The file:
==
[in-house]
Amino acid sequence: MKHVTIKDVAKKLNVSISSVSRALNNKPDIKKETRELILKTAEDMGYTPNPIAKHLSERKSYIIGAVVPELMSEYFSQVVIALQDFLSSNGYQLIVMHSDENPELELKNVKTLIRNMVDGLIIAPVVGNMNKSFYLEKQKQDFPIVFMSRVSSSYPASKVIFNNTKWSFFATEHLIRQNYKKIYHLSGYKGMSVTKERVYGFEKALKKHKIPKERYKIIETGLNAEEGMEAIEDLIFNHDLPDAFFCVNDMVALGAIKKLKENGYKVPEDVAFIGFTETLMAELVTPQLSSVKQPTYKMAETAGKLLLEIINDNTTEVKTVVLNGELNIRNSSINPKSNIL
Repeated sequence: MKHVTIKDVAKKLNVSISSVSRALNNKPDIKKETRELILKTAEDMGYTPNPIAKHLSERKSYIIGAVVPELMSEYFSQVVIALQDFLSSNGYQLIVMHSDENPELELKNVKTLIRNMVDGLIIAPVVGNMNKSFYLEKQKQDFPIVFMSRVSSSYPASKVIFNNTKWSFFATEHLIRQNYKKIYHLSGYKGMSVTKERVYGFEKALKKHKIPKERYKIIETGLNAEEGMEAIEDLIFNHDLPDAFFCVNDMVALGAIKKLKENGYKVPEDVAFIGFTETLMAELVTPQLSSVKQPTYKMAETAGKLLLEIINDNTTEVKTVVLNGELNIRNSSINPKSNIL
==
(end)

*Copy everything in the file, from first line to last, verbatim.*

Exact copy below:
[in-house]
Amino acid sequence: MKHVTIKDVAKKLNVSISSVSRALNNKPDIKKETRELILKTAEDMGYTPNPIAKHLSERKSYIIGAVVPELMSEYFSQVVIALQDFLSSNGYQLIVMHSDENPELELKNVKTLIRNMVDGLIIAPVVGNMNKSFYLEKQKQDFPIVFMSRVSSSYPASKVIFNNTKWSFFATEHLIRQNYKKIYHLSGYKGMSVTKERVYGFEKALKKHKIPKERYKIIETGLNAEEGMEAIEDLIFNHDLPDAFFCVNDMVALGAIKKLKENGYKVPEDVAFIGFTETLMAELVTPQLSSVKQPTYKMAETAGKLLLEIINDNTTEVKTVVLNGELNIRNSSINPKSNIL
Repeated sequence: MKHVTIKDVAKKLNVSISSVSRALNNKPDIKKETRELILKTAEDMGYTPNPIAKHLSERKSYIIGAVVPELMSEYFSQVVIALQDFLSSNGYQLIVMHSDENPELELKNVKTLIRNMVDGLIIAPVVGNMNKSFYLEKQKQDFPIVFMSRVSSSYPASKVIFNNTKWSFFATEHLIRQNYKKIYHLSGYKGMSVTKERVYGFEKALKKHKIPKERYKIIETGLNAEEGMEAIEDLIFNHDLPDAFFCVNDMVALGAIKKLKENGYKVPEDVAFIGFTETLMAELVTPQLSSVKQPTYKMAETAGKLLLEIINDNTTEVKTVVLNGELNIRNSSINPKSNIL